On January 20, 2021, Joseph R. Biden Jr. will be sworn in as the 46th president of the United States. As of the writing of this column, control of the Senate is undetermined. The results of the January 5 run-off election in Georgia will determine Senate control. Perhaps the results of that election will be known by January 20; perhaps they will not. Regardless of political control of the Senate, President-elect Biden has announced an aggressive agenda for actions he wants to take in his first 100 days in office.
The metric of the “First 100 Days” originated in Franklin Delano Roosevelt’s first term in office. During those 100 days in 1932, FDR addressed a wide variety of critical issues plaguing the nation during the Great Depression. This track record set a standard for activity. While not a legislative or legal measure of time, it has become a symbolic period of action where the president works on the issues he believes are the most important.
Many of Biden’s goals for the first 100 days can be achieved through Executive Orders, which allow the president to act unilaterally in certain areas. Other goals will need legislative action. This article explores three areas where Biden has vowed early action and where the New York State Bar Association has spoken.
While the COVID-19 pandemic has dominated life for most Americans this past year, it has also dominated the legislative agenda for Congress. Several relief bills were enacted early in the COVID crisis, but additional measures are needed to support individuals, businesses, states and localities. Shortly before the election Biden said he would “ask the new Congress to put a bill on my desk by the end of January with all the resources to see how both our public health and economic response can be seen through [to] the end.” NYSBA has been active on several of the positions Biden supports for COVID relief, including utilizing the Defense Production Act (DPA) relief for small businesses and student loan relief.
In the dark early days of the pandemic, when the nation’s health care system was suffering and was faced with a dearth of personal protective equipment (PPE), then-NYSBA president Hank Greenberg called for the federal government to invoke the 1950s-era DPA to mandate companies do something to help fight the coronavirus. The Trump administration did utilize the law for procuring additional N95 masks and producing ventilators, but more needs to be done, and quickly, as we continue to see a meteoric rise in infections and hospitalizations.
Small businesses have suffered greatly during the pandemic and the resulting stay-at-home orders. In order to provide assistance, Congress passed legislation creating the Paycheck Protection Program (PPP) and the Economic Injury Disaster Loans (EIDL). The State Bar weighed in with Congressional leadership and the New York Congressional delegation on several provisions important to the Association and its members throughout the process of the legislative response to the pandemic. NYSBA advocated for additional emergency funding for the PPP and EIDL. Many of NYSBA’s members who are solo practitioners or in small firms benefited from these targeted relief proposals. However, additional relief is desperately needed. Biden has urged Congress to pass such a measure before he even comes to office because it is so urgent, and as of this writing there were signs that some help might be approved this month, probably in the form of a $908 billion bipartisan relief bill in Congress that also has the support of President-elect Biden.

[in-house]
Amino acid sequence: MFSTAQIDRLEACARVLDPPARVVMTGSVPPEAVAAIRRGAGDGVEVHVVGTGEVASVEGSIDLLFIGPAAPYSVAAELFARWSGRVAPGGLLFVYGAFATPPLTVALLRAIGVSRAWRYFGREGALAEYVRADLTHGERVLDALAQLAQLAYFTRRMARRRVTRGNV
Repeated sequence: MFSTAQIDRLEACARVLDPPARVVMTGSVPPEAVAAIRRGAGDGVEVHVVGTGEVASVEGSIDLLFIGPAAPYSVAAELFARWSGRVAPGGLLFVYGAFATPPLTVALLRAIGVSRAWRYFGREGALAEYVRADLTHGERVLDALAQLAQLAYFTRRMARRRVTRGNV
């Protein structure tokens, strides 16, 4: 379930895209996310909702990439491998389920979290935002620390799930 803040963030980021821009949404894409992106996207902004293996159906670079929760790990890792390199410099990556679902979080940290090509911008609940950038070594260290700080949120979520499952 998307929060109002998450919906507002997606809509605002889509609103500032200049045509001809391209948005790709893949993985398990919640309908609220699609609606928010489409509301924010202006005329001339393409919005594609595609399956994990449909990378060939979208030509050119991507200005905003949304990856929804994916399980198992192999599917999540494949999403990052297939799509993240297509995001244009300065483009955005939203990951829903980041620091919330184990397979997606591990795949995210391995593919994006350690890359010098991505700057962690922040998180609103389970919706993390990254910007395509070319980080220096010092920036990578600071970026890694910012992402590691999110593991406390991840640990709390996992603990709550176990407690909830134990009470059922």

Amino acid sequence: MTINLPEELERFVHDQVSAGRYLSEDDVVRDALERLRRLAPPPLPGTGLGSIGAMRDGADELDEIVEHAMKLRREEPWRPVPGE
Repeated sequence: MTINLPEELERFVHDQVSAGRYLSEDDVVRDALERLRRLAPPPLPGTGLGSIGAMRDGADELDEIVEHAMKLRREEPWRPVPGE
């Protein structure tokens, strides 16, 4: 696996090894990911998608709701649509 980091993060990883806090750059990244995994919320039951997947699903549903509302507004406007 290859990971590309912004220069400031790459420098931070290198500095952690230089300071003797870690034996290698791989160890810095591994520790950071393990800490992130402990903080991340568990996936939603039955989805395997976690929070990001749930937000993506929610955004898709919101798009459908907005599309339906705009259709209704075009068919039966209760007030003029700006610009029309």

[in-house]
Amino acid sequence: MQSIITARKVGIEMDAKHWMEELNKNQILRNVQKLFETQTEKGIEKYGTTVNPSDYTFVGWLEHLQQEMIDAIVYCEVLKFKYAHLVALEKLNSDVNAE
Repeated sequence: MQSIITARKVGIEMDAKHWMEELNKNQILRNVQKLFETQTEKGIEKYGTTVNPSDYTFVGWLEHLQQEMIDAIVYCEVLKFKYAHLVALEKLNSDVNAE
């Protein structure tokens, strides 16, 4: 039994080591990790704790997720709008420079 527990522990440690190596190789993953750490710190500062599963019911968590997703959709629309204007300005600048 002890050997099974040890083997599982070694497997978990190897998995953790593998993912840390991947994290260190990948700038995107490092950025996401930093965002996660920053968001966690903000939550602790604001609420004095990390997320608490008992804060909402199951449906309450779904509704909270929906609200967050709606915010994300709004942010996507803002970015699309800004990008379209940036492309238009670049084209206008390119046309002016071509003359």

Congress suspended certain student loan payments for borrowers through September 30 as part of the relief measures passed early in 2020, and President Trump extended the moratorium through the end of the year. Barring any action in Washington before then, student loan payments will resume on January 31, 2021. More than 40 million Americans, mostly people under 35 years of age, have student loan debt. Rising unemployment exacerbated an already difficult situation for many more people this past year. NYSBA has advocated for expanded student loan relief and to provide targeted monetary relief in cases of economic hardship and will continue to do so in the new year. President-elect Biden has made student loan relief a priority for his administration. While he will look to Congress for legislative action, that may be challenging depending on the political makeup of the Senate.
Biden has expressed support for cancelling up to $10,000 in student loan debt as part of the next coronavirus relief bill. Some want to see him go further and cancel up to $50,000 of debt, and perhaps to achieve this goal through Executive Order. A late November Hill-Harris poll found 60% of registered voters support the idea. But, can the president forgive debt without Congress? Legal experts disagree as to whether the president can act unilaterally, in consult with the Department of Education, or with the approval of Congress. Unilateral action would probably result in a court challenge.